Have you noticed how your skies sometimes are not rich and blue, but white and bleached out? Or if the sky looks good, the darks are so dark?

To avoid this, tap either the sky or the shadow parts of the image, one or the other to properly adjust the exposure of the photo.  This is done with the camera app open and before taking your image. By tapping on a lighter section of your photo, the camera will expose correctly for those parts and it generally make it darker overall. If you tap a darker section, the image will correctly expose and become lighter revealing detail in the darks.

3. AE/AF Lock

AE/AF stands for automatic exposure/automatic focus and is a very useful tool when shooting a picture. Smartphone cameras these days automatically adjust the exposure (lighting) and the focus of your shot for the overall image or whatever happens to be in the center of the screen. The AE/AF lock enables you to choose exactly where you want the camera to focus, and it locks in the lighting for this focal point as well. For example, let’s say you want to take a picture of a flower but the camera keeps focusing on the background, making the flower appear blurry. On most phones, this is a super easy fix. With the camera app open tap and hold on the area that you want to be in focus for a few seconds (in our example, the flower). A yellow square will appear. Hold this down until you see a small yellow rectangle appear at the top of your screen with the symbols AE/AF Lock. Your focal point and lighting for the subject are now locked-in. You can even move the camera slightly for better composition, and the subject, our flower, will remain locked in focus.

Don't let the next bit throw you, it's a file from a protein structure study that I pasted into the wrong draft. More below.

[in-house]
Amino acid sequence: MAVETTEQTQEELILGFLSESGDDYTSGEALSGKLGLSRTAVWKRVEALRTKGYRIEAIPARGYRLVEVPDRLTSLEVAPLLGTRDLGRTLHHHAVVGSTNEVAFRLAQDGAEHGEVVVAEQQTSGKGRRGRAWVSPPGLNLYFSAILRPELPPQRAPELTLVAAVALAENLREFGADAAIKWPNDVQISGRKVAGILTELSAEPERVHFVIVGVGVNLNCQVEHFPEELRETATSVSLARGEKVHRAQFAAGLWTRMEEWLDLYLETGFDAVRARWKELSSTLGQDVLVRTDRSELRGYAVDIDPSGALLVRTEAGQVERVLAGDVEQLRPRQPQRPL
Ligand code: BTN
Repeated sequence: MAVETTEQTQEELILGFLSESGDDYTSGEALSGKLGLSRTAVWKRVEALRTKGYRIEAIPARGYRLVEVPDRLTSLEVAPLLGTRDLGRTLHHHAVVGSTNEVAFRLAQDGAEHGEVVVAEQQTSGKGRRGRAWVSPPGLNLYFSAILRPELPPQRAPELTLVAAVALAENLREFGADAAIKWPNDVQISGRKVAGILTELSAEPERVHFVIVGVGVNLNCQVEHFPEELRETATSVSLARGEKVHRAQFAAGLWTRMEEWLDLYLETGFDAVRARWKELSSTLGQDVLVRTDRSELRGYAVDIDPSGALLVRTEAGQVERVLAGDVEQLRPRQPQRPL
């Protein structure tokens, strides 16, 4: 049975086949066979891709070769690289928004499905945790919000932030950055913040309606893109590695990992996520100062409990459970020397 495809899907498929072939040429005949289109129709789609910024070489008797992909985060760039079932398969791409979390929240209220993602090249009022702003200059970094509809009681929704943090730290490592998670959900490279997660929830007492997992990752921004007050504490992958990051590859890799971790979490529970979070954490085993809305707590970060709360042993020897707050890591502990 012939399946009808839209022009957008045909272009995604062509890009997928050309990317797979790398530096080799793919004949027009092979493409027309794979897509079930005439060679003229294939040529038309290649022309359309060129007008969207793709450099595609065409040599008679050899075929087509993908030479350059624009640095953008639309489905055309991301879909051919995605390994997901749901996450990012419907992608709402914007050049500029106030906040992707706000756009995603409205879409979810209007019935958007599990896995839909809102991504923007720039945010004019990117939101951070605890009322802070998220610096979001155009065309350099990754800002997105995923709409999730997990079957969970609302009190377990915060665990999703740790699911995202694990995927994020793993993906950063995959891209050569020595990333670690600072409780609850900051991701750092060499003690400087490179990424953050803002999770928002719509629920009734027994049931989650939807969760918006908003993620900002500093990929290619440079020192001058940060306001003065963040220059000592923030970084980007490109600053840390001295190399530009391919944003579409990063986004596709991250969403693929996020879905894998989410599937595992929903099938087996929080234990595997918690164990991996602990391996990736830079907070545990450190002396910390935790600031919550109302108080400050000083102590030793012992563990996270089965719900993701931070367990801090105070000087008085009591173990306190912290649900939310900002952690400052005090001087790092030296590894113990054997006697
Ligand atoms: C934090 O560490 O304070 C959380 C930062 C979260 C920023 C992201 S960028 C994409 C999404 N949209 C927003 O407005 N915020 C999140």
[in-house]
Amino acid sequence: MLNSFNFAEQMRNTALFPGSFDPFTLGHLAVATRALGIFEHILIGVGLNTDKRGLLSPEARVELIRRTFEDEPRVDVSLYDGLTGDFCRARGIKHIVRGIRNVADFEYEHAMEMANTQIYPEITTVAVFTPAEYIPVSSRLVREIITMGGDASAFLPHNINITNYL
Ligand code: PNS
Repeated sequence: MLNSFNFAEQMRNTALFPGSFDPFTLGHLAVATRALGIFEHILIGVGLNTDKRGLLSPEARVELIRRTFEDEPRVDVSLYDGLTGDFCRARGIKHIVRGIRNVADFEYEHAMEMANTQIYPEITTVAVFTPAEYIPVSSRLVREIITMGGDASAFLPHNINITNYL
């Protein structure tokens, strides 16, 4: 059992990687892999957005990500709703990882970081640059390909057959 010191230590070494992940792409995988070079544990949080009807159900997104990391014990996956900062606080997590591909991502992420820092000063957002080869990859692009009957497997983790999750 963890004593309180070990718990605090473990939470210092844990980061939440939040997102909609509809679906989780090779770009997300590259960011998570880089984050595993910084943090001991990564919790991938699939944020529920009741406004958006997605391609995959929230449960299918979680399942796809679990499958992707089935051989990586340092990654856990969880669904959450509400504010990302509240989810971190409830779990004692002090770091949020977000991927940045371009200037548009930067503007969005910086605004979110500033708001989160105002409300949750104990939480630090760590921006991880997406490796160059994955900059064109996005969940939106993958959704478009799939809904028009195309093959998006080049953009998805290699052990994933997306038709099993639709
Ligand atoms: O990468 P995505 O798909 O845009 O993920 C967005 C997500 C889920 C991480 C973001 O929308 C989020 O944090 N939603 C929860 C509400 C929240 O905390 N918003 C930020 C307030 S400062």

To take it out of this mode, simply tap the screen once more and let go.